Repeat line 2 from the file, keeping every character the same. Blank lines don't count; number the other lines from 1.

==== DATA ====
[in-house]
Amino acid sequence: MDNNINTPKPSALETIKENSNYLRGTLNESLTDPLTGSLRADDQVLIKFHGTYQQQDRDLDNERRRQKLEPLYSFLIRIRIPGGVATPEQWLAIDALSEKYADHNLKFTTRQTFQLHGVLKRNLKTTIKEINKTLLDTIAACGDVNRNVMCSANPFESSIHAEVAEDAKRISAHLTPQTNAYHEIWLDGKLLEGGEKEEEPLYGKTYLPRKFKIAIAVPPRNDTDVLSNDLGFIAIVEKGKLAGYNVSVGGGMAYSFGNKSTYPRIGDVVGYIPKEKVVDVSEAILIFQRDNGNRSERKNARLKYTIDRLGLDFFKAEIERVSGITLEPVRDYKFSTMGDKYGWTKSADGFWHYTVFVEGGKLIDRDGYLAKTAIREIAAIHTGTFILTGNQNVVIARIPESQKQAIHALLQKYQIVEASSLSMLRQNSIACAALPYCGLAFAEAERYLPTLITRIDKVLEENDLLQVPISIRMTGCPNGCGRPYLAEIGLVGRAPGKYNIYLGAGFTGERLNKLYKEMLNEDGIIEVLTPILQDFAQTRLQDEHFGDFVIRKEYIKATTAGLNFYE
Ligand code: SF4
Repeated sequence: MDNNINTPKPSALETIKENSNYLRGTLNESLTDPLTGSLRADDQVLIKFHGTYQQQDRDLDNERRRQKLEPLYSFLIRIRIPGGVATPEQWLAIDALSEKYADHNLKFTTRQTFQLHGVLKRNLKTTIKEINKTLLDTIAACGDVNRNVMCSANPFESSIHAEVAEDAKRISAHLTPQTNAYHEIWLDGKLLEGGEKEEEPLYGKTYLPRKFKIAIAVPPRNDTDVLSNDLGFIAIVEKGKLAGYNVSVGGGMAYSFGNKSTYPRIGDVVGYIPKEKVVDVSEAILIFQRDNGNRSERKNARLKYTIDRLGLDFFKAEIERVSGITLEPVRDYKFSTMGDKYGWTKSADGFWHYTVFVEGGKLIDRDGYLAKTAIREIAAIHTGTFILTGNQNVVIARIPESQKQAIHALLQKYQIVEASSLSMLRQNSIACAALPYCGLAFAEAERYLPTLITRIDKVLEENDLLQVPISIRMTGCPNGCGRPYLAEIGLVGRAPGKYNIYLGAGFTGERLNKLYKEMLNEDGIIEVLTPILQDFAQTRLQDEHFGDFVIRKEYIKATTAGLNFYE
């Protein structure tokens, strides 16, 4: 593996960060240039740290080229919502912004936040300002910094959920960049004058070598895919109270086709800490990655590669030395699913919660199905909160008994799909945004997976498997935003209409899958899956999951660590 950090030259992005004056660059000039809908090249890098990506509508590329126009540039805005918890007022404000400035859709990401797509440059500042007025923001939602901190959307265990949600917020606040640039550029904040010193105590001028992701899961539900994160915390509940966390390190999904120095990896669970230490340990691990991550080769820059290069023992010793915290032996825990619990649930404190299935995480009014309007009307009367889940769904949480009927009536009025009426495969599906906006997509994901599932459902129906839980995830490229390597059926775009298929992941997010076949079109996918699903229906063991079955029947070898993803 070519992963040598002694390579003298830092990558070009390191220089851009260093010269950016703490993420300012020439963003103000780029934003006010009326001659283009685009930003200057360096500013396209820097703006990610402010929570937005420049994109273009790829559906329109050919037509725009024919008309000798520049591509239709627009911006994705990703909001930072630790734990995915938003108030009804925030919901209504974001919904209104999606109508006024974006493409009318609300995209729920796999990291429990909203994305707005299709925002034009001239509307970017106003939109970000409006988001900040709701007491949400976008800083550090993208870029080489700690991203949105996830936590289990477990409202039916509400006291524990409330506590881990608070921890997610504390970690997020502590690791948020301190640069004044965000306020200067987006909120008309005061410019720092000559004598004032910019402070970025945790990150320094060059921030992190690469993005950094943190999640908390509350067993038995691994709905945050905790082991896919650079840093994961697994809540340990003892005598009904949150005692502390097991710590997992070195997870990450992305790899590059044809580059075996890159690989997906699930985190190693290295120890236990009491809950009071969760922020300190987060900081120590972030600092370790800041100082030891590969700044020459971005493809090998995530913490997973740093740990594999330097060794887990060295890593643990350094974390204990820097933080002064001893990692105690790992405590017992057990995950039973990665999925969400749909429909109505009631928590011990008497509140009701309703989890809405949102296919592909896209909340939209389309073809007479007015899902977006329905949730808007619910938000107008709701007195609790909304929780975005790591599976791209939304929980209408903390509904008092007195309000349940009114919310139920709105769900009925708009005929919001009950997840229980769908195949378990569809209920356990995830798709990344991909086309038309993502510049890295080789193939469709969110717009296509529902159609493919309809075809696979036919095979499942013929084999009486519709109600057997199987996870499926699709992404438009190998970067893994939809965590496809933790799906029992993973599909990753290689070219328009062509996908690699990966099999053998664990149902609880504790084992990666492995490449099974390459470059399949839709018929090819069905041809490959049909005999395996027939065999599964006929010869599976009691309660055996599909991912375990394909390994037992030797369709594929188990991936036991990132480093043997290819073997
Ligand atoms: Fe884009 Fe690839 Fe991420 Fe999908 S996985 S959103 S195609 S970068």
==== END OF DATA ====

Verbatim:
Amino acid sequence: MDNNINTPKPSALETIKENSNYLRGTLNESLTDPLTGSLRADDQVLIKFHGTYQQQDRDLDNERRRQKLEPLYSFLIRIRIPGGVATPEQWLAIDALSEKYADHNLKFTTRQTFQLHGVLKRNLKTTIKEINKTLLDTIAACGDVNRNVMCSANPFESSIHAEVAEDAKRISAHLTPQTNAYHEIWLDGKLLEGGEKEEEPLYGKTYLPRKFKIAIAVPPRNDTDVLSNDLGFIAIVEKGKLAGYNVSVGGGMAYSFGNKSTYPRIGDVVGYIPKEKVVDVSEAILIFQRDNGNRSERKNARLKYTIDRLGLDFFKAEIERVSGITLEPVRDYKFSTMGDKYGWTKSADGFWHYTVFVEGGKLIDRDGYLAKTAIREIAAIHTGTFILTGNQNVVIARIPESQKQAIHALLQKYQIVEASSLSMLRQNSIACAALPYCGLAFAEAERYLPTLITRIDKVLEENDLLQVPISIRMTGCPNGCGRPYLAEIGLVGRAPGKYNIYLGAGFTGERLNKLYKEMLNEDGIIEVLTPILQDFAQTRLQDEHFGDFVIRKEYIKATTAGLNFYE